Is it possible to create a viral campaign and measure its impact? We’re about to find out with an experiment in action called Shake the Curse.
Background: When the Columbus Blue Jackets came to town, the excitement levels were off the charts. There was buzz everywhere, the team had years worth of sellouts, and ESPN voted Nationwide Arena the best experience in all of major sports. Now, in 2008, the team is at the bottom of the barrel in attendance, and the in-arena experience is very quiet and almost somber. So what happened and how do you fix it?
For one, the team has been terrible since the beginning, having the worst record in the NHL over the past 7 years since its inaugural season in 2000. Two, the quirky, self-deprecating, funny marketing that was produced in the beginning (by my former agency) has turned into a fairly well produced but completely non-engaging effort called “Carry the Flag.” It absolutely does not connect with the fans on an emotional level.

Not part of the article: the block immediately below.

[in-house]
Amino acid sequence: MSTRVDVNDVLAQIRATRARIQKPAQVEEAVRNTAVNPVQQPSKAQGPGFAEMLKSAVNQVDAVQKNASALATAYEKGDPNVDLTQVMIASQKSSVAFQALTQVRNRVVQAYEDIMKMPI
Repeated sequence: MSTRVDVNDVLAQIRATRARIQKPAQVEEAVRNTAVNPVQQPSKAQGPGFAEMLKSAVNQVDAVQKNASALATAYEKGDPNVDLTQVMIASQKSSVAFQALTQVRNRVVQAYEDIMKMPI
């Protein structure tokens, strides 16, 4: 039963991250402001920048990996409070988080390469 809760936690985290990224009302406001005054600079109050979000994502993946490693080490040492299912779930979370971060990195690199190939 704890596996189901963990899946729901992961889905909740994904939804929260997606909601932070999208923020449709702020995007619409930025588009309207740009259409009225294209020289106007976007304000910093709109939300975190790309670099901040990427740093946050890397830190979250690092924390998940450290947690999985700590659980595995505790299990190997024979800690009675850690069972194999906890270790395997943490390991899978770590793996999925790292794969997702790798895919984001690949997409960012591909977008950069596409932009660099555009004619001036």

Cult Marketing decided to take matters into its own hands. We initiated a viral campaign called Shake the Curse. The idea is to give fans something to latch on to, something to believe in.
Here’s how it works: We presented the notion that the CBJ is cursed and therefore cannot make the playoffs. We blame various insidious things such as the fact the arena was built on a state penitentiary site. So, how do you break the curse?
We hired a spiritual releasement specialist to exorcise the evil spirits from the arena. We engaged in several cleansing rituals, created a web site (ShakeTheCurse.com) and created a method for shaking the curse which includes blue wigs and shakers. Instructions, viral videos, results and a community site are all online. So far, the team is 4-2-1 since the campaign started on November 5.
Can the effort go mainstream? Check back and see.